Determining the texture of your hair matters, because if can help you and your stylist determine the appropriate products to use based on their strengths. The courser the hair the more strength is needed in a product,
Porosity is how much moisture your hair can absorb and retain. The higher the porosity, the more moisture and product your hair can absorb. Porous hair has more microscopic holes in the surface layer, called the cuticle.
Knowing the porosity level of your hair will determine what types of products and chemical treatments your hair can withstand.
Your hair may be naturally porous, or chemical treatments and heat styling may create extra porosity.
High porosity hair may be susceptible to frizzing in humid weather. This is because the hair strand is absorbing moisture from the air. High-porosity hair also releases moisture quickly, meaning it might need extra conditioning, moisturizing masks, or leave-in treatments to help nourish the hair and seal the cuticle layer.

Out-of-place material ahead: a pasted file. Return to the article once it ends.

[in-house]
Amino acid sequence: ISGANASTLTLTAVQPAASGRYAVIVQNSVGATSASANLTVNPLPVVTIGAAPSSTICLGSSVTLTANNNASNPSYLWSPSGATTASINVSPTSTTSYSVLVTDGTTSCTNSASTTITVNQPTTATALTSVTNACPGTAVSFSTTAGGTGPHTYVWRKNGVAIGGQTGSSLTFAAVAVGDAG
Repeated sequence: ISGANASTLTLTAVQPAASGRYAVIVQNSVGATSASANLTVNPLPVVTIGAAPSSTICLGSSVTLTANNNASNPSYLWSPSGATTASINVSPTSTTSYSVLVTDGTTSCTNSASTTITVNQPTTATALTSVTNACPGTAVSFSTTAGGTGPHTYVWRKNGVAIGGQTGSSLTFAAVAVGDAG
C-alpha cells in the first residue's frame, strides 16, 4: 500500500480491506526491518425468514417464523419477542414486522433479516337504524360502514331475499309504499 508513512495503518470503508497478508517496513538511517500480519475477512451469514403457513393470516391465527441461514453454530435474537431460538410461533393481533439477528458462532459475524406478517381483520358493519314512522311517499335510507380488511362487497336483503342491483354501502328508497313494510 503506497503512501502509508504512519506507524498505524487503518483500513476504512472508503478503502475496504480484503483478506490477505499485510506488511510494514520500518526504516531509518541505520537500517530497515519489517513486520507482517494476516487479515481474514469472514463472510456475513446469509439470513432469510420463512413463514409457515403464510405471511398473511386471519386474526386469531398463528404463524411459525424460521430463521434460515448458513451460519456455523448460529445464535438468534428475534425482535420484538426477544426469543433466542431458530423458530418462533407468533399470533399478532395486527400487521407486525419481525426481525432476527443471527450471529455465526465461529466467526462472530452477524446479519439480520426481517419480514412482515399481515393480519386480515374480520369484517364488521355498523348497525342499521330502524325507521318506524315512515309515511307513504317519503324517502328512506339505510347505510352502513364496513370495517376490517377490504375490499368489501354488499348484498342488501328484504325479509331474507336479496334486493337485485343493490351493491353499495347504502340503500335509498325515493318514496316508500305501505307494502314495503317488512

When your hair is low in porosity, the cuticle resists moisture absorption from the local climate or chemical processing.
Here is an easy way to test your hair to see if it is low, medium, or high porosity.
Take a strand or two of your hair and put it in a bowl of water. If it sinks to the bottom quickly, your hair is high porosity. If it sinks at a moderate pace, it has medium porosity. When your hair floats, it has low porosity.Hair that is highly pourous tend to lose color faster which leads to fading.
Your scalp produces a natural oily substance called sebum, made up of various lipids. This is produced by sebaceous glands, which are connected to hair follicles. Though sebaceous glands appear on all parts of your body that have hair follicles, there are many of these glands in the scalp. The sebum produced by these glands help moisturize and protect the body. This thin layer of lipids helps guard the body from microbes.
If your scalp underproduces sebum, you may be prone to dry scalp or flaking. Overproduction of sebum may lead to oily skin and hair. Certain areas of the face and scalp may produce more oils and sebum, such as the hair behind the ears or above the temples.